For what its worth in this case I would have chosen to use a C array too because you can get away with a fixed size array and it only needs to store primitive data types.

    You might want to consider re-writing this code using cocos2d’s CCArray class, which is an Objective-C class wrapping a C array (ccArray). The performance should be better than NSMutableArray and closer to that of the fixed-size C array.

  4. Nick Vellios says:

    Thanks, I will look into CCArray. The root of the performance hit is evident, the article wasn’t intended to cover all aspects of the argument but merely to remind developers that the higher level you code, the slower. It’s easy to get your mind in a state where you think Objective-C as well as UIKit needs to be used in more places than it should when developing for iOS.

    And FWIW, anyone starting an argument about low C# performance has already won that debate. But that’s another discussion altogether. :)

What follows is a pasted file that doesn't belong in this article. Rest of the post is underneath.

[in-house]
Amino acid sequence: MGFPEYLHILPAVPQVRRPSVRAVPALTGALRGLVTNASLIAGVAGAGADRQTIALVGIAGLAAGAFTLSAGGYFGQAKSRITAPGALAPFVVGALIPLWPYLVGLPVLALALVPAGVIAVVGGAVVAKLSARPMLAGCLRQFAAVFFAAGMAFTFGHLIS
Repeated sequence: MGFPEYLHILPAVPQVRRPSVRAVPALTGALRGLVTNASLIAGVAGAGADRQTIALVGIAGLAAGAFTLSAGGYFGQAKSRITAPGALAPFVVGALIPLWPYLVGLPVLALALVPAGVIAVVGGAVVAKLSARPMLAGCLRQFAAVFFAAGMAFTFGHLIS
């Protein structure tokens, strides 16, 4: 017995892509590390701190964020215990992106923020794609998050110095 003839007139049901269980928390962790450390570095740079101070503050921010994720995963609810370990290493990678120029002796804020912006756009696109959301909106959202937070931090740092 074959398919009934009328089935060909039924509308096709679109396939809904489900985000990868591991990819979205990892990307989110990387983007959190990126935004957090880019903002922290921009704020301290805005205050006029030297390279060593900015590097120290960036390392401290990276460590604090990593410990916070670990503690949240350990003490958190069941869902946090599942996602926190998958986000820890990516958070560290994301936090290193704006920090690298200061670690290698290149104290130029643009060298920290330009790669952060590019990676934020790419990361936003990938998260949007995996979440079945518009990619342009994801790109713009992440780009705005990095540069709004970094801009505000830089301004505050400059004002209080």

5. angelget says:

    I would like to exchange links with your site
    Is this possible?

  6. [...] the deal. I wrote a bit of sample code to generate 2D terrain. See here and here. A fellow blogger and reader pointed out a performance flaw to me and suggested I do it [...]

  7. [...] – MSDN オンライン チームブログ – Site Home – MSDN BlogsWhy game devs don’t use Objective-C ? iPhone Open Source – Nick Vellios最初の一歩は始めること MSDN Magazine: 働くプログラマ – SQLite [...]

  8. Dennis says:

    Need to start rewriting some code of mine…

  9. Estaciffect says:

    I never thought of that before. Thanks for taking the time to look into the performance hits!

  10. Estaciffect says:

    Cool stuff

  11. Glen A says:

    Don’t listen to that other guy, you obviously proved enough to use C when possible.

  12. Arnell says:

    You just helped me win a bet with a co-worker. ;)

  13. tahshect says:

    any updates coming ?

  14. tahshect says:

    yoo. love this post

  15. usman says: